Definitions and notations utilized in describing the illustrative embodiments will now be introduced. It is to be appreciated that these particular definitions and notations are presented for clarity and simplicity of description, and should not be construed as limiting the scope of the invention in any way. Alternative embodiments may therefore be implemented which do not conform to one or more of the definitions and notations given below.

The network topology is represented as a graph G=(V,E) where V is the set of vertices in the network and E is the set of edges. Vertices in V may denote routers or other switching elements in the network. Edges in E may denote IP layer connectivity between the routers in the network, also referred to as Layer-3 connectivity. It is assumed that an endpoint can be attached to any vertex in the network.

An end-to-end probe tests or covers an end-to-end network path, which is referred to as a measurement path. Each edge on the network path traversed by a probe is considered covered by the probe. An edge e is considered estimable if a QoS metric on e can be computed by solving the linear equation y=Ax described above. A sequence of edges is considered a pipe if the same synthetic traffic flows on every edge in the sequence. Ideally, if every edge or pipe in the network is estimable, then identifying problematic network elements is trivial. Unfortunately, it is often not possible to estimate performance on each edge or pipe, although in most cases it is possible to estimate performance on edges or short network segments. In the worst case, depending on the topology, placement of endpoints, and the end-to-end paths exercised, only the end-to-end paths may be estimable, which is equivalent to no link level inference.

For simplicity and clarity of description, the illustrative embodiments assume symmetric routing and may estimate the performance as the sum of forward and reverse directions. However, the disclosed techniques are also applicable to asymmetric routing. In the case of asymmetric routing, parts of the network subject to asymmetric routing would typically be estimable in longer directed segments.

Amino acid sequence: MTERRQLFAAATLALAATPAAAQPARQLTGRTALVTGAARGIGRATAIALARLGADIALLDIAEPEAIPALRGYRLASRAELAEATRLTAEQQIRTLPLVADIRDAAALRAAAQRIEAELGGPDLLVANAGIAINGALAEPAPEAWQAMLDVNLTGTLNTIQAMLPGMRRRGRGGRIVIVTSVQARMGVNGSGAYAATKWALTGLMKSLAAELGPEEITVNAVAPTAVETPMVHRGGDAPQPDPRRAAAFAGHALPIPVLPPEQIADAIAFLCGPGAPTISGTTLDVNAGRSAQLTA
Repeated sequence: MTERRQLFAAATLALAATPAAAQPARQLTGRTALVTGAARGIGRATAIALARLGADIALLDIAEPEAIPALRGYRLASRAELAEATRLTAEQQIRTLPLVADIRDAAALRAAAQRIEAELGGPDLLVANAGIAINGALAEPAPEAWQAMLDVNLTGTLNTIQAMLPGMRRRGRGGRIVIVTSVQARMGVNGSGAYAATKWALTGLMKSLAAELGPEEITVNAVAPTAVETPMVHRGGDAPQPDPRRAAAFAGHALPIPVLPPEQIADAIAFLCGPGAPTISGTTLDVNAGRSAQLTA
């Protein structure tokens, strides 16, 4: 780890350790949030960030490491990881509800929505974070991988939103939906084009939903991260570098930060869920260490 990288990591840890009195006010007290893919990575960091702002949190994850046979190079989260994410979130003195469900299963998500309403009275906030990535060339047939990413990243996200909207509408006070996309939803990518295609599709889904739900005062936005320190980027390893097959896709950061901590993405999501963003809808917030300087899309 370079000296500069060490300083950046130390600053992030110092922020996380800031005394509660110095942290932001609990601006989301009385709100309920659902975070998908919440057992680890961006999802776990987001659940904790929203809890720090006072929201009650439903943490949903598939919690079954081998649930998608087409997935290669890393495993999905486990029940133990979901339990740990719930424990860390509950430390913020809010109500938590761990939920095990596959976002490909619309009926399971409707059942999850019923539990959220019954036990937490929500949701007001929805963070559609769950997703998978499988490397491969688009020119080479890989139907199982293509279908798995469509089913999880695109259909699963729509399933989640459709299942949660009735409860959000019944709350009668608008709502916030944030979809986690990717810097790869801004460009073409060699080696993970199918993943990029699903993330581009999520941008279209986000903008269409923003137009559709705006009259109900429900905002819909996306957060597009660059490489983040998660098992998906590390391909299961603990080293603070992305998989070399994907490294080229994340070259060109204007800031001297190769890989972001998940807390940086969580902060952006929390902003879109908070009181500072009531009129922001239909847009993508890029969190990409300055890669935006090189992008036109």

The illustrative embodiments utilize two exemplary coverage criteria to quantify the network coverage and the quality of analysis. These are referred to herein as the links-covered (LC) criterion and the links-estimable (LE) criterion, and each will be described in greater detail below.

The LC criterion specifies the percentage of the total number of links in the network that are covered links. LC=X % requires that X % of all links in the network are covered by some end-to-end probe. Thus, in the LC criterion, the coverage level is dictated by the number of edges traversed by end-to-end probes. For instance, if all links in the network are covered by some injected end-to-end probe, then LC=100%, indicating complete coverage. If some links are not covered, the LC coverage level falls below 100%.

The LE criterion specifies the percentage of the total number of links in the network that are estimable. LE=Y % requires that Y % of all links in the network are estimable. If a link is estimable, it must necessarily also be covered. Thus, the LC value for a given network must be greater than or equal to the LE value for that network, or X≧Y. In the LE criterion, the coverage level is dictated by the number of individual links for which performance can be estimated, for example, by inferring link level performance from a collection of end-to-end measurements and the corresponding network routing information. We refer to such links as estimable. If all links are estimable, then LE=100%.

Note that the percent sign may be omitted following a given LC or LE value when the meaning is clear.

The endpoint placement algorithms to be described in conjunction with FIGS. 4, 5 and 6 aim to minimize the number of endpoints while satisfying a given coverage criterion. FIG. 4 shows a generic algorithm that does not require any particular type of coverage criterion, while the algorithms of FIGS. 5 and 6 represent modified versions of the FIG. 4 algorithm adapted for use with the respective LC and LE criteria described above.

The problem of determining appropriate endpoint locations may be characterized as selecting a subset of network routers to which endpoints should be attached so that a given criterion at the specified coverage level is satisfied. More formally, given G=(V, E) and a coverage criterion C, the problem may be characterized as determining a subset of V, denoted set D, such that if endpoints are attached to D then C can be satisfied. In the following description, for brevity, we assume that C denotes both the type of criterion and the coverage level.

It should again be noted that the reference to attachment of endpoints to network devices in the context of certain illustrative embodiments is by way of example only. As mentioned above, the invention does not require such attachment, and the network devices themselves can be configured to operate as endpoints in a given embodiment.